An extensive bibliography is included, which is intended to provide useful pointers to the literature rather than a complete record of the historical development of the subject.
Finally, I wish to express my considerable gratitude to the many people who, in one way or another, have helped with the process of writing this book. The first of these is Jenna, who has displayed considerable patience and good humour, notwithstanding my consistent underestimates of the time and effort required to complete this book. I am particularly grateful to a number of people for carefully reviewing draft material for this book, and for discussions which in one way or another have influenced parts of the text: Geoff Hinton, David Lowe, Stephen Luttrell, David MacKay, Alan McLachlan, Martin Moller, Radford Neal, Cazhaow Qazaz, Brian Ripley, Richard Rohwer, David Saad, Iain Strachan, Markus Svensen, Lionel Tarassenko, David Wallace, Chris Williams, Peter Williams and Colin Windsor. I would also like to thank Richard Lister for providing considerable assistance while I was typesetting the text in LaTeX. Finally, I wish to thank staff at Oxford University Press for their help in the final stages of preparing this book.
1. Statistical Pattern Recognition
Overview of pattern recognition. Non-linear mappings. The curse of dimensionality. Analogy with polynomial curve fitting. Simple examples. Generalization and model complexity. Probabilities and probability density functions. Bayes' theorem. Decision boundaries and discriminant functions. Loss matrices and rejection thresholds.
2. Probability Density Estimation
Parametric methods. The normal distribution. Maximum likelihood. Bayesian learning. The Robbins-Monro algorithm. Non-parametric methods. Histograms, kernel-based models and K-nearest-neighbours. Smoothing parameters. Gaussian mixture models. The EM algorithm. On-line parameter estimation.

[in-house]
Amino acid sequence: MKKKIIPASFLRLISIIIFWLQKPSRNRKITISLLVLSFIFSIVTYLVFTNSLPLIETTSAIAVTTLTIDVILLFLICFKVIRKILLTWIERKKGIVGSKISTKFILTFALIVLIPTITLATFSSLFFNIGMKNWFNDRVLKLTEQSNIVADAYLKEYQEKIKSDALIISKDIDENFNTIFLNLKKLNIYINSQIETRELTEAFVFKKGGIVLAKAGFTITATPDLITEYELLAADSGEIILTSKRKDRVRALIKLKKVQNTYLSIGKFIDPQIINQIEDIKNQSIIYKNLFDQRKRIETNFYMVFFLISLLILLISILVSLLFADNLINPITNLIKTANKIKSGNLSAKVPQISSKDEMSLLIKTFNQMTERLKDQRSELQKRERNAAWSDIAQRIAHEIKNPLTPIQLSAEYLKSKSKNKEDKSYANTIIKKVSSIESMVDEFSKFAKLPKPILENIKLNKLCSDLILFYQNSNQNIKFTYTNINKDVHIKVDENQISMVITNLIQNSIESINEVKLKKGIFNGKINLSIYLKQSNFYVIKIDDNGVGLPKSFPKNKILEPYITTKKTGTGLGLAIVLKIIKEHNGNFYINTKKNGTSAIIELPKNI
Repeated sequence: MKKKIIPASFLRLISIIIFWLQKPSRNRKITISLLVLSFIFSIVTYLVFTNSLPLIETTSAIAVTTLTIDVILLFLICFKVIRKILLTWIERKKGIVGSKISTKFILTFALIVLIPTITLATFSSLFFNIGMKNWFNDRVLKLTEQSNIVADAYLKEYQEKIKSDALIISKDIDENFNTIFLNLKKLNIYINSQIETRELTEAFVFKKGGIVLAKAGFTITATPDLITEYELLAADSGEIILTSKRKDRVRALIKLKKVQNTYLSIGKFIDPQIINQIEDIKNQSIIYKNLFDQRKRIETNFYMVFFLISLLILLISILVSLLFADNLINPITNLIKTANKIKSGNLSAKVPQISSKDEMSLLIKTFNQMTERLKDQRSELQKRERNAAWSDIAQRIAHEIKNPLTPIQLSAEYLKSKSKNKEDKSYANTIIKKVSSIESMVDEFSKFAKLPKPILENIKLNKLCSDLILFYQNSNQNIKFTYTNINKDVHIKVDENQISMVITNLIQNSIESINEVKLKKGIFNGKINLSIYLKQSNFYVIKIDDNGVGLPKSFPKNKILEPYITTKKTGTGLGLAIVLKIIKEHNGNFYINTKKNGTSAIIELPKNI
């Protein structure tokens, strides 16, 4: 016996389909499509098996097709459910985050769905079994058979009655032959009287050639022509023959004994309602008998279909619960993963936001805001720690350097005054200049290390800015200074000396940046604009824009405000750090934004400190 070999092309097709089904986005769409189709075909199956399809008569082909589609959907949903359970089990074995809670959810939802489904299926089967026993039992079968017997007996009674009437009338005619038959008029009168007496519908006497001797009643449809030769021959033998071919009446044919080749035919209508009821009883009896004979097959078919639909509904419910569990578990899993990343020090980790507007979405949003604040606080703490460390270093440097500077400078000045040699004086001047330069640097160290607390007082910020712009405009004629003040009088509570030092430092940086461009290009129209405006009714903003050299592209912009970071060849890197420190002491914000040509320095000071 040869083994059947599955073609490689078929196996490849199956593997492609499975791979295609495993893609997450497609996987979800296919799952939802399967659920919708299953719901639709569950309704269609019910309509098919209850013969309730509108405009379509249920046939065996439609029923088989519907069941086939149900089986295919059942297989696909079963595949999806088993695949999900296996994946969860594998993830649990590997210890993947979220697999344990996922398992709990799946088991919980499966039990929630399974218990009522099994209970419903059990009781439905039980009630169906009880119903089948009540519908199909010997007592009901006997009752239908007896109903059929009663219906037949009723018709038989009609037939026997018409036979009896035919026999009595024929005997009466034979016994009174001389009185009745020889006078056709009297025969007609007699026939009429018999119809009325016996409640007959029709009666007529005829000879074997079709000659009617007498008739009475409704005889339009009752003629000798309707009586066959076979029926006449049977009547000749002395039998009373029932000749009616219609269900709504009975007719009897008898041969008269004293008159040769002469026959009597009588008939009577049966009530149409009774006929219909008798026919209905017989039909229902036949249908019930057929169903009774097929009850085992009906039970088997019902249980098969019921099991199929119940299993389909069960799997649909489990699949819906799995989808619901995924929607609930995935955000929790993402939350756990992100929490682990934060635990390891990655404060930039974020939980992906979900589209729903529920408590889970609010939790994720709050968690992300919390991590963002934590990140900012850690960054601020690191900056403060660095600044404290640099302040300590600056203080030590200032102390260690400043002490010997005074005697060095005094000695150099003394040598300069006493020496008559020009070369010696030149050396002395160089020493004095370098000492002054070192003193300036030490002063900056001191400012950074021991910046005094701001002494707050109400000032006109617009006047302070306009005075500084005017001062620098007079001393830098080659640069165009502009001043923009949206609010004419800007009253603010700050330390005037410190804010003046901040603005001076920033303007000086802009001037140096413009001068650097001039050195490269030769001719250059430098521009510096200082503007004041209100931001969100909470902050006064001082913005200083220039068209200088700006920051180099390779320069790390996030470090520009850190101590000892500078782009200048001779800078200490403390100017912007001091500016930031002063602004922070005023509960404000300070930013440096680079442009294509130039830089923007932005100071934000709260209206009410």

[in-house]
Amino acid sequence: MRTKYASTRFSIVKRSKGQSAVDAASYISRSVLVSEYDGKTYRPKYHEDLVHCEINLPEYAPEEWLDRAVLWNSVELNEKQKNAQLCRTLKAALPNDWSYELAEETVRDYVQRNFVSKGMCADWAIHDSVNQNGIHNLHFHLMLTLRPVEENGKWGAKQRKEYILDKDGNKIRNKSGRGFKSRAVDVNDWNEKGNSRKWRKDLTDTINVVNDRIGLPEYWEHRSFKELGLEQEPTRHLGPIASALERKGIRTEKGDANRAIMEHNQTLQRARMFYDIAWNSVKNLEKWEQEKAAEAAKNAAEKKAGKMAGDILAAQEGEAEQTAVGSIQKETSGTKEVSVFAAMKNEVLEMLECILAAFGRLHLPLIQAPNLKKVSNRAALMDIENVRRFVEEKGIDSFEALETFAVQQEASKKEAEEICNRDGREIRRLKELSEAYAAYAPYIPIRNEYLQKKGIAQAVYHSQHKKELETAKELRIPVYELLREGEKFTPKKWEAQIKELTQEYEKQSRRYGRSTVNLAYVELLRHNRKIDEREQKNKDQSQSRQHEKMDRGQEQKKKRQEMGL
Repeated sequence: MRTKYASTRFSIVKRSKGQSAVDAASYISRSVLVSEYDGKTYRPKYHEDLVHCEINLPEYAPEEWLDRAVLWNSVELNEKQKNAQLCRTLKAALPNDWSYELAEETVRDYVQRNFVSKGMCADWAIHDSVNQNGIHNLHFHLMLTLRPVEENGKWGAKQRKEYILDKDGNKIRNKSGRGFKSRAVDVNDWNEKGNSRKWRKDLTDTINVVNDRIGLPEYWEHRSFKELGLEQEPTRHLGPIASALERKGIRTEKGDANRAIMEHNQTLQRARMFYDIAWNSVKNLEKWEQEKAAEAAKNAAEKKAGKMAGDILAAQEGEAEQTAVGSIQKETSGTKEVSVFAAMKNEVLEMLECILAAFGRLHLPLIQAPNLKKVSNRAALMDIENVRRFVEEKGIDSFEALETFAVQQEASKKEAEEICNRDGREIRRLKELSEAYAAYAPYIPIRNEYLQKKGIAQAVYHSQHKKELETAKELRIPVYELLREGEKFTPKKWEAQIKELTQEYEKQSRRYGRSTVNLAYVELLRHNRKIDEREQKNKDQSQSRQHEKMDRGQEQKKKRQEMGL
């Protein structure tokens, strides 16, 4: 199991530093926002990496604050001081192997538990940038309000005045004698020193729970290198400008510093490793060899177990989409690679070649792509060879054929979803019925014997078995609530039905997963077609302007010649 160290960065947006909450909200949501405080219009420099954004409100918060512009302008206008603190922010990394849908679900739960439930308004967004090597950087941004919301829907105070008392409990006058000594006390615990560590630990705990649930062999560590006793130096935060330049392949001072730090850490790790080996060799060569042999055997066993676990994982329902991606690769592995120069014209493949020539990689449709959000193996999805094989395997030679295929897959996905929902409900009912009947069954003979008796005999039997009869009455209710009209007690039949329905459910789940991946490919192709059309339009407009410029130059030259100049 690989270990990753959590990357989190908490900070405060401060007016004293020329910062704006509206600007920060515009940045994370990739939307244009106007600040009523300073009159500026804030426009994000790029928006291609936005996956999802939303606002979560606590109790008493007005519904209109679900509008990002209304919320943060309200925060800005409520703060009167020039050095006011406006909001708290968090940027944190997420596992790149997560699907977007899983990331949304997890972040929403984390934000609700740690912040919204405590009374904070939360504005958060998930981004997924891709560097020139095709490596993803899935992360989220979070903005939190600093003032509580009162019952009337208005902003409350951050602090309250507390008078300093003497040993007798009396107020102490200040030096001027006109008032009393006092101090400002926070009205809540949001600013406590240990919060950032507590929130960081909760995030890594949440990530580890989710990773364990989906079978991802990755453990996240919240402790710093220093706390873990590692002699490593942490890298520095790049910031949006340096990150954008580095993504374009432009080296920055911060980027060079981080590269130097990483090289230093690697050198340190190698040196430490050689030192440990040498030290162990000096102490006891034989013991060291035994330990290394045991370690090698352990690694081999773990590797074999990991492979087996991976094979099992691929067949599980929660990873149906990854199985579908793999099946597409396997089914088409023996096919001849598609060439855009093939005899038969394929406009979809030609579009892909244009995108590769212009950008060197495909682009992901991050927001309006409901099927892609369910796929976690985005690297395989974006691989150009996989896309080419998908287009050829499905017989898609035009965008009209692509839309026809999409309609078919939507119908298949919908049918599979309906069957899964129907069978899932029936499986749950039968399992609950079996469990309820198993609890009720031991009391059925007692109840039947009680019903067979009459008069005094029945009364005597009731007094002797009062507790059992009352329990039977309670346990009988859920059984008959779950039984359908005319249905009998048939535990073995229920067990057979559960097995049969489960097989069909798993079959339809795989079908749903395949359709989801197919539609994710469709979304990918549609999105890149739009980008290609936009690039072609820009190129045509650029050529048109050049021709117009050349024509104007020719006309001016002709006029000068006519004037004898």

3. Single-Layer Networks
Linear discriminant functions. Logistic discrimination. Linear separability. Least-squares techniques, including geometrical interpretation and pseudo-inverse solution. The perceptron convergence theorem. Fisher's discriminant and its relation to least-squares.
4. The Multi-layer Perceptron
Threshold and sigmoidal activation functions. Universality. Weight-space symmetries. Higher-order networks. Kolmogorov's theorem. Error back-propagation and its computational efficiency. The Jacobian matrix. The Hessian matrix including diagonal and outer product approximations and exact evaluation. Fast multiplication by the Hessian.
5. Radial Basis Functions
Exact interpolation. Smooth interpolation and the pseudo-inverse. Origins in regularization theory, noisy interpolation theory, potential function theory and probability density estimation. Radial basis functions for classification. Relation between radial basis functions and the multi-layer perceptron. Basis function optimization including orthogonal least squares and clustering algorithms. Links with Gaussian mixtures and density estimation.